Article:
Gov. Bill Haslam quietly scoots away from the nutty ideas of the Legislature's far right. But he isn't shy about the legislative agenda he has steadily put in place to favor high-end tax savings for the wealthy — like his own family's multi-billion-dollar Pilot Oil dynasty — and for business interests generally. Nor is he bashful about cutting state benefits for state employees particularly and working Tennesseans generally.
He already has accomplished his goal of ending state inheritance taxes for the wealthiest residents of our relatively low-income state. Now he's going after the state's workers' compensation plan, and pushing to end guaranteed retirement incomes under the state's widely appreciated fixed-benefit pension plan for state employees and teachers.
The former, pitched by Haslam as a way to make the state more "business friendly," clearly would reduce workers' rights and compensation benefits, even as it adds an estimated 20 government jobs in the state's labor department's workers'-compensation division. The pension plan changes — Haslam's office predictably calls both initiatives meaningful reforms — would close the current fixed-benefit pension plan next year for new employess and shift to a hybrid plan that would provide some guaranteed income coupled with variable 401(k)-based income.
Both initiatives, if passed into law, would become effective July 1, 2014. Both, understandably, are also controversial: They reasonably can be seen as gratuitous changes to relatively solid programs. They would cut rather ordinary benefits to help pay for Haslam's various other plans to give cash incentives for new businesses, along with generous tax abatements and new tax cuts for business-related income. While similar "reforms" have been made or are underway in other states, there is a commonality in purpose that typically undermines benefits for state workers while expanding favors to businesses.
Workers' compensation whittled
Advocates for retaining the current worker's compensation plan, which underwent an overhaul by former Gov. Phil Bredesen, cite good reasons why workers would be hurt by Haslam's plan. His blueprint, which Republicans are steamrolling to his desk, would create a new agency to handle workers' compensation claims.
Instead of letting injured workers take disputed claims to civil courts, the state would designate a fixed schedule for compensation due for various injuries. Disputes would be handled by a panel of arbitrators appointed by the governor's office. Despite that conflict of interest, Haslam says the system would save money and time and expedite payment for workers' claims. In fact, it's rather obvious the governor's plan would save some money on claims: The crux of the matter is how much savings would be fair to workers under an administrative plan that the governor would clearly control.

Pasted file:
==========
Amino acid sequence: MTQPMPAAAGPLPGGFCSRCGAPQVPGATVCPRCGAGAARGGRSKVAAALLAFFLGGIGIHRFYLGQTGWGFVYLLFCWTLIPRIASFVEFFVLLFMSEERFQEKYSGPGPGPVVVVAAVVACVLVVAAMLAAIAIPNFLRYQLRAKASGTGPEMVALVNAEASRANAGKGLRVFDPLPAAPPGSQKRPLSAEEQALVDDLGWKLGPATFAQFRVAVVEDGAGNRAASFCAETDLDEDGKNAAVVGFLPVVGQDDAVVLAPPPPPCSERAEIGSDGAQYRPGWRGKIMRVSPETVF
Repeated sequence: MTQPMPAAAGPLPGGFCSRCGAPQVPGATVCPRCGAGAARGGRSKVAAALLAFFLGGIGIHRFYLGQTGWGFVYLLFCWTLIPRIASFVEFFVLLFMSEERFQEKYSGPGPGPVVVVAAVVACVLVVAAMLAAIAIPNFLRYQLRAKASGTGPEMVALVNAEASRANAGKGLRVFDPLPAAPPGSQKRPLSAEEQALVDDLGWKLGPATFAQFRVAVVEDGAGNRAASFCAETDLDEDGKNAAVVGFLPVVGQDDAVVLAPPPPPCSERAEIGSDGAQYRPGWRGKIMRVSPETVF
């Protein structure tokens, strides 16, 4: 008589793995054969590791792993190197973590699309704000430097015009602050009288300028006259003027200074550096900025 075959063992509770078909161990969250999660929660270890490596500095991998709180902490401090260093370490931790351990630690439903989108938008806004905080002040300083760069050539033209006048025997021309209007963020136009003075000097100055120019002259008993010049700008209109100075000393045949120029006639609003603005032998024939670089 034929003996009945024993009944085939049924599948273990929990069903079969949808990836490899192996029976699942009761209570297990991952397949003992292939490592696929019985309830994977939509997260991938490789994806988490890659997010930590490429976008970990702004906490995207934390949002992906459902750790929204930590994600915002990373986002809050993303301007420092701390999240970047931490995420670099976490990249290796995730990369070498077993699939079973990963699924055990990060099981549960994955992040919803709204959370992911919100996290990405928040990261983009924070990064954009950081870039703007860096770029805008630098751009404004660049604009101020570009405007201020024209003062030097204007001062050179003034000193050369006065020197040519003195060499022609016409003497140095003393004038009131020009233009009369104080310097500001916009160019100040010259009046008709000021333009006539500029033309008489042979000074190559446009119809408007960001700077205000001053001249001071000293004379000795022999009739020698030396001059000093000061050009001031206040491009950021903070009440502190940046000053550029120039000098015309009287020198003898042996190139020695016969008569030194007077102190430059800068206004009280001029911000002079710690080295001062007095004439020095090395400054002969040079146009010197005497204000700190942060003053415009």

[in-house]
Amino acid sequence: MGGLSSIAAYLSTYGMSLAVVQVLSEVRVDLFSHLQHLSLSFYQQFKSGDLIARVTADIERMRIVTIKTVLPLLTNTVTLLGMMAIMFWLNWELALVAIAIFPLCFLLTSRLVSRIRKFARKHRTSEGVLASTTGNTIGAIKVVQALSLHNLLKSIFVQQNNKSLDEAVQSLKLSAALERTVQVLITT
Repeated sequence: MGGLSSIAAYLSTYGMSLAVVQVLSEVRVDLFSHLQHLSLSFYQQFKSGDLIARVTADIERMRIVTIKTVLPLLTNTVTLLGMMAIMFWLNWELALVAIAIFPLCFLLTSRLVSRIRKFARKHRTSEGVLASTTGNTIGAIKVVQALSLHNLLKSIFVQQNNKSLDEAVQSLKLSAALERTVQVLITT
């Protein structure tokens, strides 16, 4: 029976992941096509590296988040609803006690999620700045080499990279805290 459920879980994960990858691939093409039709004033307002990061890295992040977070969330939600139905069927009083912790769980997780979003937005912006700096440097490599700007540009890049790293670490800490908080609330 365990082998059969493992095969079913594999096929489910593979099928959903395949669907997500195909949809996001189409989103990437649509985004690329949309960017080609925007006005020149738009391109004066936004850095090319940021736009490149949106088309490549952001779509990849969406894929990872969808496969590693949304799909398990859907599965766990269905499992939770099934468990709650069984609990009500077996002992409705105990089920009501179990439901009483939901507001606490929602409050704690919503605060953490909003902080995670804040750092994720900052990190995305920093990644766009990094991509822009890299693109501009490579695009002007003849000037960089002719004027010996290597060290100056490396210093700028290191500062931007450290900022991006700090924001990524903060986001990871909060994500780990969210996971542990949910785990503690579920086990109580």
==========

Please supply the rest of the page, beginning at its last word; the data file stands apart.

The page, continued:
Lawyers and lawmakers who favor the current system argue, with good reason, that a schedule of fees wouldn't account for pain or complex injuries with multiple affects, nor would it necessarily be fair in complicated medical circumstances. The also reject the difficulty of achieving the narrower legal right to a judicial appeal of a low-ball compensation award guided by insurance companies that weigh compensation by their own profit motives.
Haslam should provide workers fairer access to independent arbitrators and judicial appeals. But given the backing of his GOP-dominated Legislature, he doesn't appear interested in an impartial path to compensation for Tennessee's injured workers.
Pension changes merit deeper review
Gov. Haslam's proposal for a revised state pension plan seems equally gratuitous, never mind that many companies and state and local governments are moving away from fixed-benefit pension plans. The proposal is less one of economic necessity than the executive trend to cut employee benefits to make room for more perks for businesses. The inherent result is bound to be a needless loss of employee morale and loyalty.
Both are important, and intertwined. Tennessee's state employees and teachers — and even the county government employees who participate in the state's Consolidated Retirement System — often remain in their jobs at lower pay than they otherwise could earn, because they value their pension plan. Under the current plan, a teacher making $45,000 a year and retiring this year after 30 years of service would earn a pension of $2,113 a month.
Tennessee's state pension plan is widely regarded as one the nation's most well-managed and paid-up plans. Indeed, the long-term unfunded liability is barely 10 percent of the fund's current value — and that's in the wake of the worse financial implosion in 80 years. Tweaking it would fix it. Terminating the fixed plan would undermine the loyalty of state employees and teachers. Why change good for bad?